Eric Taylor is a Texas singer-songwriter who was once married to Nanci Griffith. He's not widely known outside of the Lone Star State.

#10. "Silent Night," by The Carpenters.
Oh shut up.

#11. "Let You Down," by Dave Matthews Band.
Not my favorite off of the Crash CD.

#12. "What's My Age Again?" by Blink 182.
Hey, Dylan likes it, so it must be good.

#13. "Tokyo," by Bob Schneider.
Austin-based singer-songwriter Schneider got a boost to his following after dating actress Sandra Bullock. This is my favorite cut on the CD. Hm. Lottery ticket, anyone?

#14. "Clay Pigeons," by John Prine.
I downloaded this album a few months ago, but I've scarcely listened to it. I'll have to remedy that.

#15. "Day Tripper," by the Beatles.
Yee haw, my iPod Roulette session closed with a Beatles song! I'm heading out to get a lottery ticket. What the heck, the car needs gas anyway.

I might do this again, but I believe I'll have a couple of beers first.

Tuesday, March 04, 2008

Tom Waits to the Rescue

I'm normally not a moody guy. In fact, if folks are telling me the truth, I'm known as an easy-going, pleasant sort of person to be around.

I try to be that way with my family, too. But this morning, I woke up in a foul, foul mood. I have no idea why. It doesn't happen often, but it happens.

I hate one part of human nature I fall prey to at times: When I'm in a bad mood, I can mitigate sour expressions of my mood around coworkers and friends, out of basic politeness, I suppose. But sometimes, I have I harder time doing that around my wife and son. So, the two people I love the most bear the brunt of my foul moods. Damn it.

This morning, I woke up in an ugly mood, and I was late getting out of bed. I detest rushing around in the morning. And, as hard as I tried to conceal it, Dylan picked up on my grumpy state. I didn't yell at him, but I was kind of curt and not very engaging.

We walked out to the car, and as Dylan strapped in, I looked at him, and apologized for being so grumpy. His eyes teared up for a moment. He took a couple of breaths. Then he simply said, "Thanks for apologizing, Dad. (For the last month, I've been "Dad" instead of "Daddy." Sigh.) We all get grumpy sometimes."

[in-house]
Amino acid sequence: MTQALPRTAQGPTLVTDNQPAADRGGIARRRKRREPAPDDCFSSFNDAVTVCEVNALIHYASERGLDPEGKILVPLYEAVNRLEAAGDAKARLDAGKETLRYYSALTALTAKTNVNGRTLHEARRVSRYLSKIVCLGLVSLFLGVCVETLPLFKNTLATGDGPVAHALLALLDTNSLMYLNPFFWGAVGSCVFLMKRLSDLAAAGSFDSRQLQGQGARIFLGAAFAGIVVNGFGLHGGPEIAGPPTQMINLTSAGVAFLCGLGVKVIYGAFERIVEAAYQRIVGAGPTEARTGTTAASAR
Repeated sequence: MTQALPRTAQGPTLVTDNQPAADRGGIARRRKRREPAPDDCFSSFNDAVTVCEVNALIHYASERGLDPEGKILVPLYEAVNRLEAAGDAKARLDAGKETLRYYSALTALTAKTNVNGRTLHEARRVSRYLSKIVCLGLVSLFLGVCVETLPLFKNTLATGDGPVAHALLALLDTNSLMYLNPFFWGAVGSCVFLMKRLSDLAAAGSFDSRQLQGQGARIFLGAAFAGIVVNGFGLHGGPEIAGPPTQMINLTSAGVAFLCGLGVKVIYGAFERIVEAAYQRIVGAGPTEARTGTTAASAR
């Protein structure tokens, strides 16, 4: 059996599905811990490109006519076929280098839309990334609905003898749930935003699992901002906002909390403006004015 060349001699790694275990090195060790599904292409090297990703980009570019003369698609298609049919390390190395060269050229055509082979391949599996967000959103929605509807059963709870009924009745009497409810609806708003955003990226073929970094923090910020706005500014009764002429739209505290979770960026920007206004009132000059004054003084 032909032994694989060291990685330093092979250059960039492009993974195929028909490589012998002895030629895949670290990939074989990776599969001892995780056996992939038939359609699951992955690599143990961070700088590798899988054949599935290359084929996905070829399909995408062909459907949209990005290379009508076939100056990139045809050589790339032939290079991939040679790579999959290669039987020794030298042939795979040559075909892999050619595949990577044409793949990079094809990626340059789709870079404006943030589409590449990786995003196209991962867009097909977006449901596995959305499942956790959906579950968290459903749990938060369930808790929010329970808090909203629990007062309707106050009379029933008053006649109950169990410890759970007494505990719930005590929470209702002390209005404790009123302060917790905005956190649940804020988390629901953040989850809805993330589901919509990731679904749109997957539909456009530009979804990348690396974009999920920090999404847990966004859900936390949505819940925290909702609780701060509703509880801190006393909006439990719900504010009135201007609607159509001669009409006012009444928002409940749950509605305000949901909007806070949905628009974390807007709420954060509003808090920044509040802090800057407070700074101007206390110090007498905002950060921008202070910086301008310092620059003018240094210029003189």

A couple of miles down the road, I thought about how my mood had affected Dylan. I also thought about how grown up he'd been about it when he thanked me for apologizing. I wanted to stop the car, pick him up, and just kiss the begeezous out of him. But there was no good place to pull over.

He said, "Dad, put on the Tom Waits CD." Tom Waits? I hadn't had any Tom Waits recordings since losing a couple of old vinyl albums, The Heart of Saturday Night and Nighthawks at the Diner.

"Dylan, where did the Tom Waits CD come from?" "Mama and I found it on Claus's driveway." Claus is Dylan's godfather. He has a house about a half mile from ours. He must have lost it out of his luggage while loading his car to go to the airport. Claus has only two speeds: hurry, and asleep.

I ejected the CD to look at it. "Mule Variations." I'd never heard of it. No surprise there, since the last two Tom Waits albums I'd owned were recorded in '74 and '75. I shoved it back into the player, and Dylan began singing along to the first song, "Big in Japan."

Wow, it sure brought back a flood of memories and feelings hearing that voice again. One critic described it as "like it was soaked in a vat of bourbon, left hanging in the smokehouse for a few months, and then taken outside and run over with a car."

Once again, I marveled at Dylan's musical tastes, at the mere age of seven. I mean, heck, I couldn't imagine enjoying Tom Waits at the age of seven. But then, as a baby, Dylan's favorite CD was Ry Cooder's Buena Vista Social Club. (Yes, I'm bragging on my kid. If you're a dad, and you fail to brag on your kid, you will go to hell.)

We heard several songs of the CD by the time we arrived at Dylan's school. Dylan sprung out of the car, grabbed his backpack, and we ran together up the stairs from the parking lot to the school campus. We were a little early, so Dylan had time to play with his friends before class.

"That was fun, Daddy." I took note of the "Daddy" instead of "Dad." "Yes it was, Punkin'. Hug only, or hug and kiss?" He took a quick look around. "You can kiss me." Not too many of his buddies around, I guessed. I hugged him and kissed his head, then watched him run off to play with his friends. He looked so tall, so much on the way to being grown.

My eyes misted over for a minute. Then I made my way back to to the car. I smiled. "That was fun, Daddy." I drove away, and cranked the Tom Waits CD way up. I smiled again.